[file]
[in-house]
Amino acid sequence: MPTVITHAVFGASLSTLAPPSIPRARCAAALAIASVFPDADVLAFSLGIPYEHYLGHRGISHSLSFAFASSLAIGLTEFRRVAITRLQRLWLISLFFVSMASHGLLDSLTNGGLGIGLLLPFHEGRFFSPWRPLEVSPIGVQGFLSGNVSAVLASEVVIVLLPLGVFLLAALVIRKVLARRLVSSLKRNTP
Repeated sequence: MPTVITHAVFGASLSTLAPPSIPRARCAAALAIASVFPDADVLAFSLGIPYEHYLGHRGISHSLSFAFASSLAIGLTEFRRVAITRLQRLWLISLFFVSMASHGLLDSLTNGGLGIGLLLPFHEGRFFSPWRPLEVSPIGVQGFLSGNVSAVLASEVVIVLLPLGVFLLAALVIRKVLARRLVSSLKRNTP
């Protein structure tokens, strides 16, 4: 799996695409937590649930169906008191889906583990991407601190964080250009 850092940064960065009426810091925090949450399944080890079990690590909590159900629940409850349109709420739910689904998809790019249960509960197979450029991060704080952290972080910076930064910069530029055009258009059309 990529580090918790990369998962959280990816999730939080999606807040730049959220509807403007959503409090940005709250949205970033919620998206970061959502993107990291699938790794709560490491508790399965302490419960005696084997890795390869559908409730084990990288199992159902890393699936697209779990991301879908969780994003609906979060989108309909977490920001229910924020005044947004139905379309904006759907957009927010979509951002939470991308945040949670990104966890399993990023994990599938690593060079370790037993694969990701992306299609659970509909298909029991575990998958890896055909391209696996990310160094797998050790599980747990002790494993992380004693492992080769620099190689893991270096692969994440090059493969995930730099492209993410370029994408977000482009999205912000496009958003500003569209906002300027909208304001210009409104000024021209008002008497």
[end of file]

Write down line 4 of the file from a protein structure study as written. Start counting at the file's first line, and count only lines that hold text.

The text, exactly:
């Protein structure tokens, strides 16, 4: 799996695409937590649930169906008191889906583990991407601190964080250009 850092940064960065009426810091925090949450399944080890079990690590909590159900629940409850349109709420739910689904998809790019249960509960197979450029991060704080952290972080910076930064910069530029055009258009059309 990529580090918790990369998962959280990816999730939080999606807040730049959220509807403007959503409090940005709250949205970033919620998206970061959502993107990291699938790794709560490491508790399965302490419960005696084997890795390869559908409730084990990288199992159902890393699936697209779990991301879908969780994003609906979060989108309909977490920001229910924020005044947004139905379309904006759907957009927010979509951002939470991308945040949670990104966890399993990023994990599938690593060079370790037993694969990701992306299609659970509909298909029991575990998958890896055909391209696996990310160094797998050790599980747990002790494993992380004693492992080769620099190689893991270096692969994440090059493969995930730099492209993410370029994408977000482009999205912000496009958003500003569209906002300027909208304001210009409104000024021209008002008497």